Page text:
In the next year or two, we are going to hear a lot more about the future of the provincial championships and the state of fixture planning across all areas of the GAA. Radical changes are needed in both, but the GAA's wheel of change turns slowly. The latest set of FRC recommendations should start the debate.
Because there is no getting away any longer from the fact that clubs are being squeezed at the top by the sheer scale of the inter-county game and its demands, and also at the bottom by the impact of dramatic social and economic turmoil. If this is allowed to continue unchecked, the consequences will be severe. As wake-up calls go, the recent ESRI/Irish Sports Council report entitled 'Keeping Them in the Game' was a pretty stark one for the GAA: More people drop out of football and hurling in early adulthood than in any other major sport.
And where this really hits is right at the heart of the Association, the clubs. Here is where the real pressure point is and the suspicion is this is at the core of the FRC's thinking, in both reports.
The ESRI report looks at reasons why so many people drop out of sport between the ages of 18 and 22 and there are, of course, factors across society which affect all sports. Naturally, the GAA -- as the largest of the sporting bodies -- will be hit more than others.
"Adults in Ireland drop out from sport and exercise activities more frequently than they take new ones up," says the report.
The two greatest peaks in drop-out from sport are at 18 and in the early 20s, and football and hurling suffer the most -- up to 50 per cent over a three- to four-year period.
"Work and family commitments feature strongly in reasons that drop-outs cite for having given up all types of activities. For team sports, many participants also give up the sport when they leave school or college. Other life changes matter too, such as relocations, losing touch with people, or coping with organisational changes in sporting opportunities.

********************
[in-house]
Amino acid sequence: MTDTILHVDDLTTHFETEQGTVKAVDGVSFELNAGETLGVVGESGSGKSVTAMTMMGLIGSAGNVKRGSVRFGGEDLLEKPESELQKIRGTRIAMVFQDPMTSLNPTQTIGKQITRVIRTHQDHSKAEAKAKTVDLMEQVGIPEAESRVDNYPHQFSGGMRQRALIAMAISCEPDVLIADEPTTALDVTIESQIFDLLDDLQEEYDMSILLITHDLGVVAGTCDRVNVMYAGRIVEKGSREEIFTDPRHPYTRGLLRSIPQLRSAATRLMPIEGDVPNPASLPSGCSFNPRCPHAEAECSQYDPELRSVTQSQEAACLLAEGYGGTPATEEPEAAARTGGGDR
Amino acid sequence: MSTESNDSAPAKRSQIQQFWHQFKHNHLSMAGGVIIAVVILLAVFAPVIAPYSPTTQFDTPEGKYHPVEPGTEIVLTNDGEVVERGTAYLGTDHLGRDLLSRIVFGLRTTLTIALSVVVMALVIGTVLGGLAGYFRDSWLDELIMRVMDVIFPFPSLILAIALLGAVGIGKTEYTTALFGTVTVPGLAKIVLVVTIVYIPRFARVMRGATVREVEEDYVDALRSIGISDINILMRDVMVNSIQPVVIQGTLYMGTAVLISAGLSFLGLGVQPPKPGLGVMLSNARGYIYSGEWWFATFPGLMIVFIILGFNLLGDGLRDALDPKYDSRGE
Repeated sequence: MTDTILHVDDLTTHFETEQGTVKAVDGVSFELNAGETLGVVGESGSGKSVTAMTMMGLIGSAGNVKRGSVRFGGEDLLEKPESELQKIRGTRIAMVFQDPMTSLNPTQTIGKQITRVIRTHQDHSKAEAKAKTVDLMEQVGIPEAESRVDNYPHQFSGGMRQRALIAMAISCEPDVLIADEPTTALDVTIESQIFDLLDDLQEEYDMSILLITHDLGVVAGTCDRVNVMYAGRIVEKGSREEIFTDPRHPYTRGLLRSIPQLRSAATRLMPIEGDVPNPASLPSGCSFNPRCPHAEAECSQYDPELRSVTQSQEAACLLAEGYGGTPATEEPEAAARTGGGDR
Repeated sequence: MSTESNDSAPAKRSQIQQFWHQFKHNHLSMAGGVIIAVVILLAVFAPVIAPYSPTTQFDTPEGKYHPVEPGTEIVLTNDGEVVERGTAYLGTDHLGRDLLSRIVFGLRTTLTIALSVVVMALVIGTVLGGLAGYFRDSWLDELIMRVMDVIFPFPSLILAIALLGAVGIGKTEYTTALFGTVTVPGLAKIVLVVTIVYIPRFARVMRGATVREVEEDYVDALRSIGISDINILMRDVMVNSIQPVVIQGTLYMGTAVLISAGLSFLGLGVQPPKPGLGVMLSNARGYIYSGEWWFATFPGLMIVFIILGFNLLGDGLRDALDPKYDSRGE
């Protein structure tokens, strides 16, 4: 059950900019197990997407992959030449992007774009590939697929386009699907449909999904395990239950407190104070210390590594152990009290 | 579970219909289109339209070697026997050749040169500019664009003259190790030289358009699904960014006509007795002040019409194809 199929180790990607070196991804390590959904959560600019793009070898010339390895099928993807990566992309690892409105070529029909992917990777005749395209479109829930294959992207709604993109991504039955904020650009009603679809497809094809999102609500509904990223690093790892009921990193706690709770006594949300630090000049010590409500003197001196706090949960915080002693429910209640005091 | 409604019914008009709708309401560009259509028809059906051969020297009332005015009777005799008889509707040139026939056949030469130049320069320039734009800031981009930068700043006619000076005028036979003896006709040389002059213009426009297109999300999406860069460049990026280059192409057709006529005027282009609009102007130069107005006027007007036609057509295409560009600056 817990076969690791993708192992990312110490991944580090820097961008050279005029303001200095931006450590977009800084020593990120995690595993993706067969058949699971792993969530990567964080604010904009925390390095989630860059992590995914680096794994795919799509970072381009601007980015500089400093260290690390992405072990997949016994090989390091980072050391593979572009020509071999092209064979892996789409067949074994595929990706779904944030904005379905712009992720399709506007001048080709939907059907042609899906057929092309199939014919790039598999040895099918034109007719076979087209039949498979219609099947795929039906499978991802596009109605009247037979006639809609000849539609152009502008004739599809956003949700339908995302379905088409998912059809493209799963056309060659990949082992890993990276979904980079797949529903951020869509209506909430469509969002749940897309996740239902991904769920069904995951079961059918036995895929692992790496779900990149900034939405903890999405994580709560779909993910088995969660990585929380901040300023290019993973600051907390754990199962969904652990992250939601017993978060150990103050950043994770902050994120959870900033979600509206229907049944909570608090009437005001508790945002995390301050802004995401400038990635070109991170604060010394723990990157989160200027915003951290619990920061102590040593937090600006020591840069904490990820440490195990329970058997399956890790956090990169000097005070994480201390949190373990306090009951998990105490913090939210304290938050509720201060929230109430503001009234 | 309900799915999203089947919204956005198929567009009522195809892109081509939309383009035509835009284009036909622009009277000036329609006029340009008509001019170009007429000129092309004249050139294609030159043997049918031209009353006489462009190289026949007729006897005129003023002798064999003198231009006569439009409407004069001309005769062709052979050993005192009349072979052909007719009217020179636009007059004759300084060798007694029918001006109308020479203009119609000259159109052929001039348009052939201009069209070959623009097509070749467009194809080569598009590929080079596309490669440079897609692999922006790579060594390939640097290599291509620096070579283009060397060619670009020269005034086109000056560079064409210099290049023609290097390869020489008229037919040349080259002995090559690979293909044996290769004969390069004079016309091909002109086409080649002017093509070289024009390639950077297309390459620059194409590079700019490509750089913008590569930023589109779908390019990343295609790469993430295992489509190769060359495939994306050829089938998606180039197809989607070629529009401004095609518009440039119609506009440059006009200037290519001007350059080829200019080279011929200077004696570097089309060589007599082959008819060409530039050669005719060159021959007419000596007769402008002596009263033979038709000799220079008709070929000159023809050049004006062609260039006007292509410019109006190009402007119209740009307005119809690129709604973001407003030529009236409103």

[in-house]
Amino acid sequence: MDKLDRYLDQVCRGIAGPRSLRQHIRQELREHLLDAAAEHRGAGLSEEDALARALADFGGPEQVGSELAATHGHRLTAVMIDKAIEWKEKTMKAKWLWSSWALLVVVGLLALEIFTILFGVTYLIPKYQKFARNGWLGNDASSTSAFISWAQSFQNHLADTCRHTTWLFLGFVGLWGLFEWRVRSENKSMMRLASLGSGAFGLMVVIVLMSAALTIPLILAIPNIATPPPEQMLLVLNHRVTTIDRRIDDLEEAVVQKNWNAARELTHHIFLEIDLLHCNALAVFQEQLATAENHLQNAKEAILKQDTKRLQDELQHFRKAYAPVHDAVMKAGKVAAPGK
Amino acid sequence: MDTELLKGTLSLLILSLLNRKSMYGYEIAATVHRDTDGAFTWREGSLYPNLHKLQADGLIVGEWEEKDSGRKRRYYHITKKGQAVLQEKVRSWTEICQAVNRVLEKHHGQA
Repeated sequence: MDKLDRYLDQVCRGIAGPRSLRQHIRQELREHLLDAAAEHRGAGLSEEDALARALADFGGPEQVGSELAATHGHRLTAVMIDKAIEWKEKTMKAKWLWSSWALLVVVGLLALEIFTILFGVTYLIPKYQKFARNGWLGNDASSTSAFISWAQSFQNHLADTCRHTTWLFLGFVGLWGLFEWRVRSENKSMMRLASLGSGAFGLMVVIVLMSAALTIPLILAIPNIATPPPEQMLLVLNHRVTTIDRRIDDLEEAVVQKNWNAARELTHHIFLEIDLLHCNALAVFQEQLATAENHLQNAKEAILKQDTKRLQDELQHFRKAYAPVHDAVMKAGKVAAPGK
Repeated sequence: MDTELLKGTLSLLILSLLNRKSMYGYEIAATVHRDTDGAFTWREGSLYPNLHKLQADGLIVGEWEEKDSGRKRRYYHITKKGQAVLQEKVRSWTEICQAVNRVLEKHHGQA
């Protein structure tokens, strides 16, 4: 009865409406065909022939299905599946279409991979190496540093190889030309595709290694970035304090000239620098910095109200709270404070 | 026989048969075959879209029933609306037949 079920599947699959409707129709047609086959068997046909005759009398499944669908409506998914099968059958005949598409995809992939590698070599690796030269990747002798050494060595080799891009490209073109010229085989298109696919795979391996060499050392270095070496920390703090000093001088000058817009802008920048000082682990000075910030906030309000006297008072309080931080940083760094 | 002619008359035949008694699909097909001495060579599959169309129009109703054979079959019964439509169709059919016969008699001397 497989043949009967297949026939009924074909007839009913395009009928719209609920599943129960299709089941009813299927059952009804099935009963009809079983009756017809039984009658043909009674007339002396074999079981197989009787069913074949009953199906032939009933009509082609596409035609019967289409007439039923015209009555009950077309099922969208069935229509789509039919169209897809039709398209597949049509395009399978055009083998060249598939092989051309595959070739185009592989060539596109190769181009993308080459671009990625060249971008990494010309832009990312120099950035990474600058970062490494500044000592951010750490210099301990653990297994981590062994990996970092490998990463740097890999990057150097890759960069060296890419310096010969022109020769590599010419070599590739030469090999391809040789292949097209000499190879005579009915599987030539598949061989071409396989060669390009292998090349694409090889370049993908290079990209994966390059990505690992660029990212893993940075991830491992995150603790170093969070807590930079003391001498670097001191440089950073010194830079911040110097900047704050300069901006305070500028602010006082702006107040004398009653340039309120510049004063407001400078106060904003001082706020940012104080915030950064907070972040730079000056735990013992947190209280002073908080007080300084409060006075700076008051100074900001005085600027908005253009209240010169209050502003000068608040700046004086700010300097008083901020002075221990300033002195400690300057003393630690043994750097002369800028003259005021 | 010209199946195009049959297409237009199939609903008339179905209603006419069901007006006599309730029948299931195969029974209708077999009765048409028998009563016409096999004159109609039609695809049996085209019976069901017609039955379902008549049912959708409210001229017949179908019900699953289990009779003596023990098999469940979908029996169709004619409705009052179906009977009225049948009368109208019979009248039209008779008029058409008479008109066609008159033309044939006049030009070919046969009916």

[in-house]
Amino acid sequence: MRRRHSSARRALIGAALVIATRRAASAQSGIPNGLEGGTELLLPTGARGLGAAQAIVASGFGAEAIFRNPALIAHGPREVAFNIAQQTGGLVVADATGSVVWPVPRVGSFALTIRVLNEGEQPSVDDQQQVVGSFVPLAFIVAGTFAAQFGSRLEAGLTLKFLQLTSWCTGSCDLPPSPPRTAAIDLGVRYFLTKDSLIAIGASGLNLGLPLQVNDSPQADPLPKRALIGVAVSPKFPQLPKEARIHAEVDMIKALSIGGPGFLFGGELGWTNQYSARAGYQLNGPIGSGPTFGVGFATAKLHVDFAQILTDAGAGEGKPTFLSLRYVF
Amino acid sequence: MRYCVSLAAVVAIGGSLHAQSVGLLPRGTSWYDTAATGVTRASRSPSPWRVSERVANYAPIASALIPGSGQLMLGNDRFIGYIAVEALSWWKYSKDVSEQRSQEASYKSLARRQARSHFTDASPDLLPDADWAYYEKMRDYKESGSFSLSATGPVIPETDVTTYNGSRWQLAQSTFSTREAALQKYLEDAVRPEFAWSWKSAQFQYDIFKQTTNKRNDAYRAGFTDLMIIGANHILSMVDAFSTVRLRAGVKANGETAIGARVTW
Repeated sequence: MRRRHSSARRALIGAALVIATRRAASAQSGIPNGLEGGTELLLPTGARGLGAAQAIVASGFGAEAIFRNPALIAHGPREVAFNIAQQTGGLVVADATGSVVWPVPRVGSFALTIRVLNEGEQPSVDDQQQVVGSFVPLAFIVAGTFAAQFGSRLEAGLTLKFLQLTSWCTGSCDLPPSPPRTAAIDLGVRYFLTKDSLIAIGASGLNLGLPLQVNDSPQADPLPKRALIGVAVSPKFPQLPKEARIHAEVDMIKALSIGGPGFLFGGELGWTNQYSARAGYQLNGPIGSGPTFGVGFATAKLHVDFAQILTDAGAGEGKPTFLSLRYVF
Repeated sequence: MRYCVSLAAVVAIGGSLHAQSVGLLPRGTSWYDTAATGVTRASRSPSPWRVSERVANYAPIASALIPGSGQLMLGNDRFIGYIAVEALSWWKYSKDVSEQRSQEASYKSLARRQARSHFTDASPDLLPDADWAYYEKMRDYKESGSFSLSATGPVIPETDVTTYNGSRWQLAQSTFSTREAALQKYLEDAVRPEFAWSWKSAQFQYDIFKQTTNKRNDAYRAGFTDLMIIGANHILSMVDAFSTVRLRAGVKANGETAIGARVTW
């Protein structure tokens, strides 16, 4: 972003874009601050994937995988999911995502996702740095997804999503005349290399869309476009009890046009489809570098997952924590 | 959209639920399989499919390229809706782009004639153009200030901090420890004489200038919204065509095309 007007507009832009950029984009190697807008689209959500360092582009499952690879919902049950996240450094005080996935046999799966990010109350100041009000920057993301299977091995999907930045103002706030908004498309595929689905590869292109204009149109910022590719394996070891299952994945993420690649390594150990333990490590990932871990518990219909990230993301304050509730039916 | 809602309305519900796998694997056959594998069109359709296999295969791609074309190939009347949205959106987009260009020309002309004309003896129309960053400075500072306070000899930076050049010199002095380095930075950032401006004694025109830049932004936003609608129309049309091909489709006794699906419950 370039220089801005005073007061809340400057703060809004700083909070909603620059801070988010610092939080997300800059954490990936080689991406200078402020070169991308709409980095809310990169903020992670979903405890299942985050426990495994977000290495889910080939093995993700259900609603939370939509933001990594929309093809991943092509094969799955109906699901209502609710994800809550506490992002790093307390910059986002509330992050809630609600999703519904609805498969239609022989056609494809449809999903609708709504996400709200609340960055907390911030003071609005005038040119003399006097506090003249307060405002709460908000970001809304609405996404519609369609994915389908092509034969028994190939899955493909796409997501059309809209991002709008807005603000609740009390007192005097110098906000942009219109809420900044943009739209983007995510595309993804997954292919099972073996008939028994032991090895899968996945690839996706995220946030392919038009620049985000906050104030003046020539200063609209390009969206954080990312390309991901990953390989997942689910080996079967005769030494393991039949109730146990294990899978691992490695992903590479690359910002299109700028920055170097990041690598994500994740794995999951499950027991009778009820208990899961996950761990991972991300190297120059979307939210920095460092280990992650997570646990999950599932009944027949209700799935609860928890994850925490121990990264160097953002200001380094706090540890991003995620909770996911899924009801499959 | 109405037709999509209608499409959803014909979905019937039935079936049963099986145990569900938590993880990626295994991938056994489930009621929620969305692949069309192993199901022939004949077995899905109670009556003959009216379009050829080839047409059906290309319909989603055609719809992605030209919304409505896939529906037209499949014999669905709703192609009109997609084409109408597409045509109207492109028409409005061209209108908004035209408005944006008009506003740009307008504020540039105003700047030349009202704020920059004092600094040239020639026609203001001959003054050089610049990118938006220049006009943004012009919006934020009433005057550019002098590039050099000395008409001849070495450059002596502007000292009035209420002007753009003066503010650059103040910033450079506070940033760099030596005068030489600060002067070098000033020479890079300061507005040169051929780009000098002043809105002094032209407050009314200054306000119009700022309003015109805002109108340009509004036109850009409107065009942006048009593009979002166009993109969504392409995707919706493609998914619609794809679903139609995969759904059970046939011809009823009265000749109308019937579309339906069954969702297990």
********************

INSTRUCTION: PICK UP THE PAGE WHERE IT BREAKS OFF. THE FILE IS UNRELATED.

"Interestingly, all of these reasons for dropping out apply more to Gaelic games than to soccer, suggesting that the former are less easy to
continue with when young adults encounter change in other areas of their lives. The strong local loyalty that GAA clubs build up, while in many ways beneficial, may make it harder to continue playing the sport following such a change."
But the drop-out rate in football and hurling is also heavily influenced by internal forces, none more so than the failure of so many county boards to provide an adequate number and frequency of games for the majority of their players -- something caused directly by downward pressure from the inter-county scene.
The greatest service the FRC performed was that it shone a light on areas of the Association that needed to be exposed to make football better and, over time, most of its recommendations will creep into the game.
There is no doubt that the resistance will be greater second time around but, in time, many elements of the second report will have to be faced up to.
Something else which must be faced up to is the notion that hurling is somehow immune from the problems which the FRC sought to address. For a start, 'Keeping Them in the Game' clearly shows that hurling and football are similarly afflicted when it comes to drop-out rates, and there are also issues within the game itself, particularly around discipline and cynicism.
A new GAA president will be elected next year to take office in 2015, and whoever it is should have the formation of a hurling review committee at the top of his list.